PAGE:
Famous last words: “I thought that it would be a good case study.” Please, don’t let this happen to you.
Crissy of dearcrissy.com reports on a most unusual offer that claims to be from MommyNetworks.org, a network of mommy bloggers. Essentially, it’s what appears to be an attempt by Toyota to buy a bunch of positive PR with $10 Amazon gift cards.
Except Toyota said they have no affiliation with MommyNetworks, and Samantha Snyder, the owner of MommyNetworks, said this in an email response to Crissy:
I am a toyota owner, that saw this come out last week and I thought that it would be a good case study. Honestly, look at my FB page. I really thought that I could bring up something as large as this recall and create a portfolio for MommyNetworks.org.
Oh, Ms. Snyder, it’s a good case study all right. It’s a good case study for what not to do as the owner of a mommy blog network! Especially the part about not specifically stating you have no affiliation with Toyota. Frankly, that would do very little to cover the overwhelming fishy smell on this post, but at least Toyota’s legal team would be much less likely to have grounds to jump all over you.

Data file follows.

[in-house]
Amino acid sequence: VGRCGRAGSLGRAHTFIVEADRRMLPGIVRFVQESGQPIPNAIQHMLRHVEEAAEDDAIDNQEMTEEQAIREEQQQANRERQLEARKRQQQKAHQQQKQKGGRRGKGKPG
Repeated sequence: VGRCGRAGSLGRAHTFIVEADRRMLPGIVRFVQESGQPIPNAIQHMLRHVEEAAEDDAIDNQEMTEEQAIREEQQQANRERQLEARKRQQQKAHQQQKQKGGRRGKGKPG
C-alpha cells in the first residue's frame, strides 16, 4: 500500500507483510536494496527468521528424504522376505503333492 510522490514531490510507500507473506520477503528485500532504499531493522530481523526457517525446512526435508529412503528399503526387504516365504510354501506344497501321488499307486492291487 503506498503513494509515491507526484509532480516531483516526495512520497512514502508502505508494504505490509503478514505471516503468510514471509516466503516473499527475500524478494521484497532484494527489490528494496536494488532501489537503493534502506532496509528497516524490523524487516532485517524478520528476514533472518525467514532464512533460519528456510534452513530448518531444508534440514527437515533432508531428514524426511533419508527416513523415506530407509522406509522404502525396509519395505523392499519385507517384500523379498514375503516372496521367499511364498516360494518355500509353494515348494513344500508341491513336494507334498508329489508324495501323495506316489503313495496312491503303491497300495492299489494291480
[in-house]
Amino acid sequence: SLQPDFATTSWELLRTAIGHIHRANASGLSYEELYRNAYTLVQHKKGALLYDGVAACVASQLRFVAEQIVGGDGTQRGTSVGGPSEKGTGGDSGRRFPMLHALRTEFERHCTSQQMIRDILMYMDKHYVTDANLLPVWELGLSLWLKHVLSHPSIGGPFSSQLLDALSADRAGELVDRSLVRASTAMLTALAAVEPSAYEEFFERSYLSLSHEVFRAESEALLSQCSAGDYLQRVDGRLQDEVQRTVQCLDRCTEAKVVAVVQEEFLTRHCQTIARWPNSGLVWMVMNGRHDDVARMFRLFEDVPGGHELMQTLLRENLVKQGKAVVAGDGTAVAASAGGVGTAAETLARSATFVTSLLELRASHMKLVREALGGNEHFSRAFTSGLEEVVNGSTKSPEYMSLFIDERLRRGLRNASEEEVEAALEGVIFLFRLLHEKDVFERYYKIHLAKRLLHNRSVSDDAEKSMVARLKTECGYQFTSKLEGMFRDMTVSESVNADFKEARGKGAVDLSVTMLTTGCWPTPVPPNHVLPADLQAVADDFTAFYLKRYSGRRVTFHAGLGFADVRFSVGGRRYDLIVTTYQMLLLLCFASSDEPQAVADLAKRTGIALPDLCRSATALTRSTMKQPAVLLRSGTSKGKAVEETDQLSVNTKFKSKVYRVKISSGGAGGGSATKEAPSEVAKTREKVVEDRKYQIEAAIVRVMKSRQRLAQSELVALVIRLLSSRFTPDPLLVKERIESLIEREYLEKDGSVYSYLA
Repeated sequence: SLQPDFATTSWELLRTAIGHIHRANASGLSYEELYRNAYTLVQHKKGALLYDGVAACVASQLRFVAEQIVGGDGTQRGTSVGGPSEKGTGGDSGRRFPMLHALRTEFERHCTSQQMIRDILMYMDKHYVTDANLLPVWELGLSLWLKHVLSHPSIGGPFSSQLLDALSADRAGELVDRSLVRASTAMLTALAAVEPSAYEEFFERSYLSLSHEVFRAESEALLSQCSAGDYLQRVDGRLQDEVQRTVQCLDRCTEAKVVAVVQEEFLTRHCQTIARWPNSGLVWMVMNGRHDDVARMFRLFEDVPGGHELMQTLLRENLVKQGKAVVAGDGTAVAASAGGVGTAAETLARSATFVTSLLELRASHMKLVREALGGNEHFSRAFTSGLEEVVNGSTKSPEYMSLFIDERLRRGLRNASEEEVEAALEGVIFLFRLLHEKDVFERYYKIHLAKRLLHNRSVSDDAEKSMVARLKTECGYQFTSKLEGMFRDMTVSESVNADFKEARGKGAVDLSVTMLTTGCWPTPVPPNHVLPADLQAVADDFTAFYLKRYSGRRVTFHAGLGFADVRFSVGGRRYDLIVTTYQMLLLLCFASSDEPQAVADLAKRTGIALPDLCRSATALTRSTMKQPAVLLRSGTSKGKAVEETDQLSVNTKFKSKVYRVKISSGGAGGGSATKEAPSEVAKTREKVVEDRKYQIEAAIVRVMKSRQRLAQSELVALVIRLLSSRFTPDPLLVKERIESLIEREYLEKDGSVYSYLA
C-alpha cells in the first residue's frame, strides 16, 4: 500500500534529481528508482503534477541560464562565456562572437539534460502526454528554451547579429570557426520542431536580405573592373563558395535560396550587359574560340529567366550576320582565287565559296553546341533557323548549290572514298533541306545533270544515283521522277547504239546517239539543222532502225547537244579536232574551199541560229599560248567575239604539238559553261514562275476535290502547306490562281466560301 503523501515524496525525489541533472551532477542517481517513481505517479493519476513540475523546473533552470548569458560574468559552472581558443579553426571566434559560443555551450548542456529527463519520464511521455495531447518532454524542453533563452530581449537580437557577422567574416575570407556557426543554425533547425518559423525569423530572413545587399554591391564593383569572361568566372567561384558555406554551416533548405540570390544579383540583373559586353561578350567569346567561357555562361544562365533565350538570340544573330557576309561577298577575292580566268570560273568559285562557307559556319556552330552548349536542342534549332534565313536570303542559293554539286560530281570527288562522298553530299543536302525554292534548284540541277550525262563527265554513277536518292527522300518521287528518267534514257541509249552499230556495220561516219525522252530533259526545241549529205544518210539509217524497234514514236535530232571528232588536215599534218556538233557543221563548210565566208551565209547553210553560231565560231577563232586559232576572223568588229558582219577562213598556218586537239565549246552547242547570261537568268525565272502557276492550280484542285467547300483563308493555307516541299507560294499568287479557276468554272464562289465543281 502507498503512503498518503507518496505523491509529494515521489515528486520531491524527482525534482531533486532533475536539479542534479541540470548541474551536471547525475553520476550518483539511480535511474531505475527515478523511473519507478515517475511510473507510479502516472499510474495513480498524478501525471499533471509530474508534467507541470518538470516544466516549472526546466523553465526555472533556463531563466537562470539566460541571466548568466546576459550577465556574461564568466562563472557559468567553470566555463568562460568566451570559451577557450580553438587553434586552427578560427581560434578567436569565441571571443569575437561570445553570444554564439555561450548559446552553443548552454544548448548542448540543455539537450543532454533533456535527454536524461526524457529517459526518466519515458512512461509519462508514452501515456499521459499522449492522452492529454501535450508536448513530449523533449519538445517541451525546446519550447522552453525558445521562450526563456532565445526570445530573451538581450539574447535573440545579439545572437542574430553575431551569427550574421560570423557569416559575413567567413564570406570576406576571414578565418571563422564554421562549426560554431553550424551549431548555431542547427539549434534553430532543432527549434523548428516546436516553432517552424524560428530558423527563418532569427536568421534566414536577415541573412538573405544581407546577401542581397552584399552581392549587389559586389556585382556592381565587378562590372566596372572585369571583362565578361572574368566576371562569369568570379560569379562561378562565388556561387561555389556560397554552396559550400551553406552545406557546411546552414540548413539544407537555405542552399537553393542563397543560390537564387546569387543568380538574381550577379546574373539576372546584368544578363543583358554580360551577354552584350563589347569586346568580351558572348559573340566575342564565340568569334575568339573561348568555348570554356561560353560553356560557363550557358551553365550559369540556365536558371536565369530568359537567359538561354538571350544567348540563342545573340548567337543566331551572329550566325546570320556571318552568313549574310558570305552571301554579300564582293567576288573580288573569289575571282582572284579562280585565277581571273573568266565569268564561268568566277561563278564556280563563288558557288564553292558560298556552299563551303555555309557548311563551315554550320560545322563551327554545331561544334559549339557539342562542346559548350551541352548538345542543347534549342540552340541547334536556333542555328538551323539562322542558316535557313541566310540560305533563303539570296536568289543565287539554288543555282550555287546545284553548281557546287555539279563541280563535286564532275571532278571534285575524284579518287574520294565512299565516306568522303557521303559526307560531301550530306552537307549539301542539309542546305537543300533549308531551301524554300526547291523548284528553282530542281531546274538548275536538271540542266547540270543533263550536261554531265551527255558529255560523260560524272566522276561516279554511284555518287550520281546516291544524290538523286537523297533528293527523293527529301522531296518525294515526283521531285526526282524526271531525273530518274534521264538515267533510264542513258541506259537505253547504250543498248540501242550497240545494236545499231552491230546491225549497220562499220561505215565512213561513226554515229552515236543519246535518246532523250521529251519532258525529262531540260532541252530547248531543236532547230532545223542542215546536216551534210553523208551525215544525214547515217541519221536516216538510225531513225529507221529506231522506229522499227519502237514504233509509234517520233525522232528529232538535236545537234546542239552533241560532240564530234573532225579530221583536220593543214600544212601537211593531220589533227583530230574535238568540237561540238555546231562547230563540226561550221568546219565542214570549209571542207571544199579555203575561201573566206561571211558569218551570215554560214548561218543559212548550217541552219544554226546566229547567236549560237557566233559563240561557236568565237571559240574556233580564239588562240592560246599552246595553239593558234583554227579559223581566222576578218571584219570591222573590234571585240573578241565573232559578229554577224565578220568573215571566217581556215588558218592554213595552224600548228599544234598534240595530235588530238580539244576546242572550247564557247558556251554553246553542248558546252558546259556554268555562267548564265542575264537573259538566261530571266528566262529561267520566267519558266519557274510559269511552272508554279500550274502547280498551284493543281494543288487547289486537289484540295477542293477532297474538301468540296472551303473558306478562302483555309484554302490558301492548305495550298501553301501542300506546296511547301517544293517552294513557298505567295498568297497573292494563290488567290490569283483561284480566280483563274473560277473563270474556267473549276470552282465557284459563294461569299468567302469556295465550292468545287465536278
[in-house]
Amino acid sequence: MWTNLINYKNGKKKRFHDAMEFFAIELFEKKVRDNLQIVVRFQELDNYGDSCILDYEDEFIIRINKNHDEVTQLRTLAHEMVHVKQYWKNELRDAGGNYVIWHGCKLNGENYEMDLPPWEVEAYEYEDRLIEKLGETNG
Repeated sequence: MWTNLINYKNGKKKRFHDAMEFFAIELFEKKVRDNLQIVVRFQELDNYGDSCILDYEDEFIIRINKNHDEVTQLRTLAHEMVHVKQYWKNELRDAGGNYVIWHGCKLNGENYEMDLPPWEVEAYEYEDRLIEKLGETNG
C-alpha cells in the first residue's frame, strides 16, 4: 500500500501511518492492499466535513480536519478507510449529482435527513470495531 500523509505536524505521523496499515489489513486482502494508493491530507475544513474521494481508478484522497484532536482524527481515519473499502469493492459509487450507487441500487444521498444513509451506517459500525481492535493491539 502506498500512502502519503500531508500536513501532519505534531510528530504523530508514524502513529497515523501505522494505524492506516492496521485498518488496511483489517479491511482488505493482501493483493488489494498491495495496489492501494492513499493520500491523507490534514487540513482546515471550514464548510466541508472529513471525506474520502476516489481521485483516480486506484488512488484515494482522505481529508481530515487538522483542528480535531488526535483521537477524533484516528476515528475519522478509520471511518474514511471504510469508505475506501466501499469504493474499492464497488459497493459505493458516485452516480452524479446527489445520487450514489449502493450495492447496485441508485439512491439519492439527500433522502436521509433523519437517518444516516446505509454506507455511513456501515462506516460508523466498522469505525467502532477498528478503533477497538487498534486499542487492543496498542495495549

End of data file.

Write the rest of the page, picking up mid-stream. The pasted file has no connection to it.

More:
Even fishier is that originally, MommyNetworks had a Care.com copyright notice, until (we assume) the real Care.com noticed and told MommyNetworks to get rid of it. I wonder if, maybe, that’s a remnant of plagiarism that someone sloppily forgot to delete? It definitely smells like one.
Right now, I can’t even get the MommyNetworks website to load, and what appears to have been their Twitter and Facebook pages are also curiously gone. The domain mommynetworks.org has a(n also rather fishy) contact info with the name “Registration Private” and organization “Domains By Proxy, Inc.” A legitimate organization usually does not need to hide behind such details (I have a P.O. Box for my domain contacts to avoid directly disclosing my residence address). Domain privacy services have their place (clearly personal websites), but this isn’t it. (Now, maybe I’d expect a “Registration Private” in charge for Army websites. Even there, I’d hope at least a Specialist or Corporal was actually running things.)
The lesson to learn from this: Include your disclaimer and get appropriate permission, lest you find yourself meddling in the affairs of dragons without, for your reputation and social media presence are crunchy and taste good with ketchup.